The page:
The other week when I was in a cookie baking mood, I aced it with some, if I do say so myself, pretty awesome Red Velvet Cookies. They just rocked, simple as!
As usual, I wasn’t content with just making one type of something, I had to ‘go large’ and whip up another flavour. Well, the oven was on and it sort of justified the 20 minutes of pre-heat and baking, and another 15 minutes wasn’t going to hurt the electricity bill too much.
Now part of the cookie baking mood was due to a Sunday morning in front of Food Network, the old grey matter being stimulated and having devoured
one several rather chewy cookies in a meeting that week. Inspired by the meeting cookies (alas shop-brought) and the very lovely lady on Food Network baking away in her pristine kitchen (seriously, I thought it was normal for every inch of the work surface to be covered), I decided to add oatmeal and raisin cookies to the baking list.
I’ve always said that even if it didn’t work then I’d post the recipe, as it might just be me having a ‘it’s not working’ moment. Let’s be clear, these cookies DO work, it was only because the lady in her pristine kitchen gave a top tip, that really wasn’t a particularly great top tip, that they didn’t quite go to plan! The moral of this story is never trust a baker who can bake without getting so much as a speck of flour on the work surface.
I will divulge this top tip, but… you cannot hold me responsible for your cookies if they don’t turn out properly.
Anyway, the lady baker said that she apparently had lots of people complain to her that their cookies didn’t spread nicely when they baked; so she suggested that once the cookie balls are formed pop them in the fridge for 30 minutes before baking. This way, the butter is not too soft and squidgy and the cookies will gently spread into a nice shape whilst they’re in the oven. Now, when I made these it was a very hot day so I thought I’d give it a go, then popped them in the oven.
* Did they spread unevenly? Erm, no!
* Did they spread nicely? Erm, no!
* Did they spread at all? A resounding no!
Ok, maybe just a little bit, only because I took drastic action and pushed them down with the back of a spoon, halfway through baking.
What I ended up with was more oatmeal and raisin lumps, than nice flat and chewy cookies. They were still perfectly edible. I crumbled one over blackberry custard ice cream and Ian devoured the rest. Well, all but one which I managed to rescue to photograph for this post.
So you’ve been warned, use the pristine kitchen, lady baker’s top tip at your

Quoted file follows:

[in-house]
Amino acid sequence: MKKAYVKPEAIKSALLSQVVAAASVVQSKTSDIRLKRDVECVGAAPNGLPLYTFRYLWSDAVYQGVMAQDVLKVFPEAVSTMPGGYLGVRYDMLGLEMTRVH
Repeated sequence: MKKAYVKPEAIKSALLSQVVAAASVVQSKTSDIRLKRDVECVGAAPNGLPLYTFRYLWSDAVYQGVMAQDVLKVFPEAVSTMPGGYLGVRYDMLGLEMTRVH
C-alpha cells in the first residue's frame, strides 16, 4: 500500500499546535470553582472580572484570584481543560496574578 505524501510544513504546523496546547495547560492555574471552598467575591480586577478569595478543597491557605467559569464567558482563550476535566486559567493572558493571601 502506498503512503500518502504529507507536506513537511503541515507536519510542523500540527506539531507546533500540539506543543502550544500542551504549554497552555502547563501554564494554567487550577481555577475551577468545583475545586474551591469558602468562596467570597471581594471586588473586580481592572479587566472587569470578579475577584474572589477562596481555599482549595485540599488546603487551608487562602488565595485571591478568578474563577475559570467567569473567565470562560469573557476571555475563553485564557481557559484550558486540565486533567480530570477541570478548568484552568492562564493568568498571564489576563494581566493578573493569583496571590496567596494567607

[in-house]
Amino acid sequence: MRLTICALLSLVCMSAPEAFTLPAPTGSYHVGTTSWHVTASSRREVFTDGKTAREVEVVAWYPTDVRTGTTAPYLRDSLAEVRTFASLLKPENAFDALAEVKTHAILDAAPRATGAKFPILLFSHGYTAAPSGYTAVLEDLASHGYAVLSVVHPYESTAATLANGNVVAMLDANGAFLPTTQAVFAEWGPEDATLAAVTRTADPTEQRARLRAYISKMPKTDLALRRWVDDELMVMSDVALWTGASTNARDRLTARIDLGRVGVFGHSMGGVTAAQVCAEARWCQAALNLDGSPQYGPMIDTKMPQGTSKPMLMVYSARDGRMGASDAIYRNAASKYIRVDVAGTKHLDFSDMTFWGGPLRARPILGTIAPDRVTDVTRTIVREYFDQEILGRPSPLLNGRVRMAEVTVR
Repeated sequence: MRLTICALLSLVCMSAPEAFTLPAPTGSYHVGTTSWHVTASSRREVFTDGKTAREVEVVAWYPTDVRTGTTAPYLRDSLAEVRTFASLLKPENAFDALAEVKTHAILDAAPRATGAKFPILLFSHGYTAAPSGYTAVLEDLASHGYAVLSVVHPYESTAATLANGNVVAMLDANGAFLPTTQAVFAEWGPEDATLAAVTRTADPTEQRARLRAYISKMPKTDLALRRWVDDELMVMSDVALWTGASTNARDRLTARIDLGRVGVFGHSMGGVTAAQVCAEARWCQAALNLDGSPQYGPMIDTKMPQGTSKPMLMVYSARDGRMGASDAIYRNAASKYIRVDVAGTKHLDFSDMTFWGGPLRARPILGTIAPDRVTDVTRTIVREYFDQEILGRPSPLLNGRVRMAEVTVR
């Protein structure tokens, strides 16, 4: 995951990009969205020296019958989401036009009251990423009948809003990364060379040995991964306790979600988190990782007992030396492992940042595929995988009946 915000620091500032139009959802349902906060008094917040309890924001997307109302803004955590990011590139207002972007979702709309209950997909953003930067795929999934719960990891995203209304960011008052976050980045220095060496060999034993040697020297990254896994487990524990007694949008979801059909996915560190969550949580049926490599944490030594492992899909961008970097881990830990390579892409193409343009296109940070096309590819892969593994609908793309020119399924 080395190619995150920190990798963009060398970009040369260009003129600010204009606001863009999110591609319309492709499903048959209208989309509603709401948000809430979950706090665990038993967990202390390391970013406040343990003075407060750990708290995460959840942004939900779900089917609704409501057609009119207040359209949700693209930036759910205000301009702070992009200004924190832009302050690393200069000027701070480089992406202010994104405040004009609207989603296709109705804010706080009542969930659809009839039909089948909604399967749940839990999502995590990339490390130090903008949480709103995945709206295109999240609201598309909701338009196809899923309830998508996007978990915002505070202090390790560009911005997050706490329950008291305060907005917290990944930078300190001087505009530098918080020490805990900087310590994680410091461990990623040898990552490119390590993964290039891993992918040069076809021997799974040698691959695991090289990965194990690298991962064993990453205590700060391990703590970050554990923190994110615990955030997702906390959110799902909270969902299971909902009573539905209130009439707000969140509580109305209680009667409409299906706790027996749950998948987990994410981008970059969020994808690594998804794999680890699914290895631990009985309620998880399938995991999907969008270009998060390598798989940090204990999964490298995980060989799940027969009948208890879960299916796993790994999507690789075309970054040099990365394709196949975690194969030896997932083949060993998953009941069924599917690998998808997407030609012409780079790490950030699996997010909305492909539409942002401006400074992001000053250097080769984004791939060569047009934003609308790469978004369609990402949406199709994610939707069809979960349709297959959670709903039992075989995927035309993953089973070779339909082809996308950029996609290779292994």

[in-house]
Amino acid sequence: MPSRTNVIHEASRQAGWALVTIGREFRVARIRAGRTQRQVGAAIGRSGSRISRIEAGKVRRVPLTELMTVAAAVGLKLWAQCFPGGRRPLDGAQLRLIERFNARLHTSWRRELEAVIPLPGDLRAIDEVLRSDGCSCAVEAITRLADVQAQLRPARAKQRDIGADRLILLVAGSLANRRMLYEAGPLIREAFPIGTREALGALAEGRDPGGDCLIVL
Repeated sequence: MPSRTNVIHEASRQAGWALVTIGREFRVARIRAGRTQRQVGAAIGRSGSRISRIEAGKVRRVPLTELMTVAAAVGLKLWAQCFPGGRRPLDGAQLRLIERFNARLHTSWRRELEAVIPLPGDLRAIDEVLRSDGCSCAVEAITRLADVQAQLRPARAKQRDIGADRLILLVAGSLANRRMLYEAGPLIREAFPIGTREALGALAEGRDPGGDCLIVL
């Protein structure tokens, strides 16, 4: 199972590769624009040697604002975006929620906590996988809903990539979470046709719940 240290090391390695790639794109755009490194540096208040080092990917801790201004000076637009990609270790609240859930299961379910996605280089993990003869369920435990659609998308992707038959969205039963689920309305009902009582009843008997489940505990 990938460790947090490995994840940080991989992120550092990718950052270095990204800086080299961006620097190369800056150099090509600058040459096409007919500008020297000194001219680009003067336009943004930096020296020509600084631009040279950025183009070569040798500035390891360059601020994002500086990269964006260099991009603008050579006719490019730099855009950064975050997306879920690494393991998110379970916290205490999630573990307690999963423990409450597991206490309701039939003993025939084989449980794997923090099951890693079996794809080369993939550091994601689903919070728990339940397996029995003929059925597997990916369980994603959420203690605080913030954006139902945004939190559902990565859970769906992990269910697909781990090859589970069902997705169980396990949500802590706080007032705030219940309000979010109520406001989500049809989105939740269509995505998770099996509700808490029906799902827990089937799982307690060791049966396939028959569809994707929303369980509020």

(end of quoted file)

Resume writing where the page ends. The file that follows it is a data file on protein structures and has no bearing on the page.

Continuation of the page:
peril own freewill. However, I can assure you that the recipe itself does work.
Oatmeal and Raisin Cookies
Yield 12 -18 cookies
Traditional, soft and chewy oatmeal and raisin cookies with a hint of spice.
- 250g self raising flour
- 250g rolled oats
- 200g soft brown sugar
- 200g raisins
- 175g butter
- 2 medium eggs
- 1tsp baking powder
- 1/2 tsp bicarb of soda
- 1/4 tsp cinnamon
- 1/4 tsp nutmeg
- 1 tsp vanilla extract
- Preheat the oven to 180C
- In a large mixing bowl, mix together the flour, rolled oats, raisins, cinnamon, nutmeg, baking powder and bicarb of soda.
- In a separate mixing bowl, add the butter and the sugar, and cream together using an electric hand whisk.
- Add the egg and vanilla extract to the creamed butter and sugar, and beat with the hand whisk on a high setting.
- Now add the combined dry ingredients to the wet ingredients, and mix together and make sure all the ingredients are well combined.
- Line two large baking trays with baking parchment.
- Roll the cookie dough into balls approximately 3-4cm in diameter.
- Place the dough balls on the baking trays and gently press down flattening the balls a little. Make sure the dough balls are spaced well apart to allow them to spread when they are baking.
- Pop them in the oven for 12-15 minutes until they are golden brown.
- When you take the cookies out of the oven, slide them off the baking tray and onto a cooling rack to cool.
Add chocolate chips, for a little more sweetness, or chopped walnuts for more crunch, in with the raisins. For a little more adult version, soak the raisins in dark rum for an hour or overnight before adding into the cookie mix.